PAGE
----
WATERVILLE — In the midst of a blizzard, Janis Joplin was among those who piled into Mike Flanagin’s red 1969 Subaru en route to The Chez Paree on Feb. 21, 1969.

Flanagin, a 20-year-old Thomas College student at the time, had helped book Joplin’s appearance that night at the Waterville Armory.

Rock singer Janis Joplin performs Feb. 21, 1969, at the Waterville Armory during the winter of 1969. Photo courtesy of the Colby College library collection

“This was one of the first few gigs of this new band, The Full Tilt Boogie Band,” Flanagin said. “That’s how we got her in Maine … We jumped in the Subaru and went to The Chez. What a hoot.”

Bob Dennis, after attending that Friday night concert when Joplin performed at the Armory, also headed over to The Chez Paree in Waterville’s South End.

Dennis, who was 23 at the time and teaching third grade in Winslow, saw Joplin at the bar.

“At the concert she was thanking Colby for the sponsorship, I believe, and she said she was going to make the rounds,” Dennis, now 75, said. “The rounds at that time meant The Chez.”

Joplin died the next year at age 27 after an overdose.

While at Thomas, Flanagin got involved with a Colby-sponsored committee for concerts. He called Joplin’s agent and set it up. Now 72, Flanagin owns New England Country Music out of Derry, New Hampshire, and books all concerts for Gillette Stadium. He also books for The Elm in Waterville.

Joplin was the first show Flanagin ever did, and the last was Taylor Swift.

At The Chez, Joplin got a bottle of her favorite Southern Comfort and sang a bit with the band playing there that night.

“That was the thrill of their lifetime,” Flanagin said. “There were only 50 people there at most. It was legendary.”

The refurbished poster from Janis Joplin’s 1969 Waterville concert. Photo courtesy of Mike Flanagin

Dee Jepson, formerly Dee Thompson, remembers Joplin’s concert at Colby’s homecoming. Jepson, Colby class of 1969, bought tickets for her then-boyfriend and now-husband, Donald Jepson, who was on leave from the military. They now reside in Wareham, Massachusetts.

“Joplin was one heck of a performer, I’ll tell you that,” Donald Jepson said.

Rumor has it, Dee Jepson said, that Colby originally booked Joplin’s band and not Joplin herself. A lifelong Joplin fan, she was thrilled to see her favorite performer in the flesh.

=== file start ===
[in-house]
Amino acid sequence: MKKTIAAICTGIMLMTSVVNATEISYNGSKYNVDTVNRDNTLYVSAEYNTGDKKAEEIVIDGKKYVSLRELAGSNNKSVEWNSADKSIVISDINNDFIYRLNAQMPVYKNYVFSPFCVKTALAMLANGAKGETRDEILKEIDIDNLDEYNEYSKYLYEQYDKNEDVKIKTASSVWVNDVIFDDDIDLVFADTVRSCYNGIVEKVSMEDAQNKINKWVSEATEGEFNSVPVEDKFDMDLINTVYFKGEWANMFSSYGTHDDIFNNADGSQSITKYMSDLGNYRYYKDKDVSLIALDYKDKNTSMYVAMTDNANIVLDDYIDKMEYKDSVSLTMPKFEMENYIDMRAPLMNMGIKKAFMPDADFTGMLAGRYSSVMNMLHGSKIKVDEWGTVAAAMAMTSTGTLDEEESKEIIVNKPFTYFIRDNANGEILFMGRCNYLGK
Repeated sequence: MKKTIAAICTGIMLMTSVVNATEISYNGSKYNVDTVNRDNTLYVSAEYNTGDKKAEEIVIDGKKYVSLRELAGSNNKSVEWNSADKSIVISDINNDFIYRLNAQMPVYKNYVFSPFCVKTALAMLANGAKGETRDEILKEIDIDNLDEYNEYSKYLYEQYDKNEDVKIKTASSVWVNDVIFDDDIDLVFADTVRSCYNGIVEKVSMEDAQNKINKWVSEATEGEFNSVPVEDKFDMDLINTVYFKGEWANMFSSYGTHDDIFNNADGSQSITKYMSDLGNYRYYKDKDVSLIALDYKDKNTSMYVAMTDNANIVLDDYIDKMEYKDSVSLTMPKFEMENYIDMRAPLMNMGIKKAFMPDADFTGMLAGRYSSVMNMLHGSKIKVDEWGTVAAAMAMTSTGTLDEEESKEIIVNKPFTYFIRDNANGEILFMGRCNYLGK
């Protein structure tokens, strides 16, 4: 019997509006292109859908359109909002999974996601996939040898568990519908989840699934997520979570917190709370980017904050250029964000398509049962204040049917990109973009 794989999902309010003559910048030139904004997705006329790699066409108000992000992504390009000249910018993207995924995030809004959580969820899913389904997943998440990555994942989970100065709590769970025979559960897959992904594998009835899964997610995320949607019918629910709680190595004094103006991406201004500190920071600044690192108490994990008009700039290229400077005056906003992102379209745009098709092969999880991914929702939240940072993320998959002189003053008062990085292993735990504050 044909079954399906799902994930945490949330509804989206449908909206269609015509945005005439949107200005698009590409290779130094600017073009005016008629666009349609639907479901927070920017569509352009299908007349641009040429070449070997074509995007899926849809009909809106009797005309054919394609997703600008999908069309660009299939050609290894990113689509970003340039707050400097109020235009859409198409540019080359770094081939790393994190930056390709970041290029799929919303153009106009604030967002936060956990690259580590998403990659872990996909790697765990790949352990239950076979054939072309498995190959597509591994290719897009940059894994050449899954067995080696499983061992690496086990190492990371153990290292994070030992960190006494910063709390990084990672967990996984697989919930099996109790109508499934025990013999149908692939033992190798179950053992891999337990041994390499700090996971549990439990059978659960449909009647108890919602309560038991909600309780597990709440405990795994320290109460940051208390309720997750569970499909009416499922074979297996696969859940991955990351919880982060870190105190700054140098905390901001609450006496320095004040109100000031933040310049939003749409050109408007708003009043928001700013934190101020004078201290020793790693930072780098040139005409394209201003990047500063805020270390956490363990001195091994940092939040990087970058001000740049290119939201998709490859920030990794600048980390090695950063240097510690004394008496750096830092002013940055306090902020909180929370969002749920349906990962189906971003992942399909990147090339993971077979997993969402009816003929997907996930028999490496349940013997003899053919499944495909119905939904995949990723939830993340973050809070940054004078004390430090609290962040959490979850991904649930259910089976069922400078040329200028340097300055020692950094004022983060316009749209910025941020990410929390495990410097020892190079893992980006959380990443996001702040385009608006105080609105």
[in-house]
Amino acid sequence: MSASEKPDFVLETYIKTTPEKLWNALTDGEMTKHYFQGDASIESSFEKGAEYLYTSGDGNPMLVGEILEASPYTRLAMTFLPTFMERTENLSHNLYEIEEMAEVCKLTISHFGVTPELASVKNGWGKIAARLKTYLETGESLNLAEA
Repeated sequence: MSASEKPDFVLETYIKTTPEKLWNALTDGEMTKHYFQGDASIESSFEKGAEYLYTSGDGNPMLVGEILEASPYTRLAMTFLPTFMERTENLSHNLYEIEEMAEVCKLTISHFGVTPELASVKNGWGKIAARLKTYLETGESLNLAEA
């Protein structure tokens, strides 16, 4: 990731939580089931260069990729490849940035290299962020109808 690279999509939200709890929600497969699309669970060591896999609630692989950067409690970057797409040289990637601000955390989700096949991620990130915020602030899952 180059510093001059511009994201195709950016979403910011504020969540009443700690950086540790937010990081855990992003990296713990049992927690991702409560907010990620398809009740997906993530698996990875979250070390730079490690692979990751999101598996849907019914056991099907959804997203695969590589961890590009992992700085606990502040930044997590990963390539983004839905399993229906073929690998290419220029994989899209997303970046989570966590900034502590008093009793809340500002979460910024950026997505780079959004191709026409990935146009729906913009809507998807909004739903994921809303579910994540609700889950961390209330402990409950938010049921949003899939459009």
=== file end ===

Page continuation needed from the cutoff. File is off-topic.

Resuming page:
“They came up with money and we got the full concert,” Dee Jepson said. “She was like everything you’d ever seen on stage. She was just Janis, everything I ever wanted her to be.”

Rock singer Janis Joplin performs in this undated photo. Associated Press

Waterville resident John Goodine, who met his wife, Celine, at The Chez in the summer of 1972, didn’t go to the concert. But he tried to get in the bar after starting his Friday night at Big John’s.

“All I remember was looking inside and there were so many people in there,” said Goodine, who owns Elm City Photo. “I was like, ‘Who is that?’ They said, ‘Janis Joplin.’ There were so many people there.”

Fred Carter, who owned The Chez from 1973-2017, remembered two specific patrons that said Joplin was there.

Bob Dennis, 75, mingled with legendary singer Janis Joplin after she showed up at The Chez following her Feb. 21, 1969, concert in Waterville. Dennis, seen in front of The Chez on Friday, also attended the concert. Rich Abrahamson/Morning Sentinel Buy this Photo

“I know it happened, absolutely, without a doubt,” Carter said.

Dennis arrived at The Chez where a crowd of about two dozen had gathered. After about an hour or so, Joplin and her entourage of about 10 arrived at The Chez.

“The grapevine wasn’t too far from the front when she walked in through the back, because the waitress said something to me,” Dennis said. “I just saw a commotion. I didn’t get up and go stare because I saw her at the Armory and I knew what she looked like.”

Dennis remembers Joplin lighting a cigarette and chatting with the locals.

“She was kind of hyper,” Dennis said. “She was loud. She was in charge.”

Dennis left before Joplin did as the crowd swelled. There were people waiting and milling around outside with the inside at full capacity.

“Nobody got into any fights or anything like that; just everyone was trying to get a glimpse,” Dennis said.


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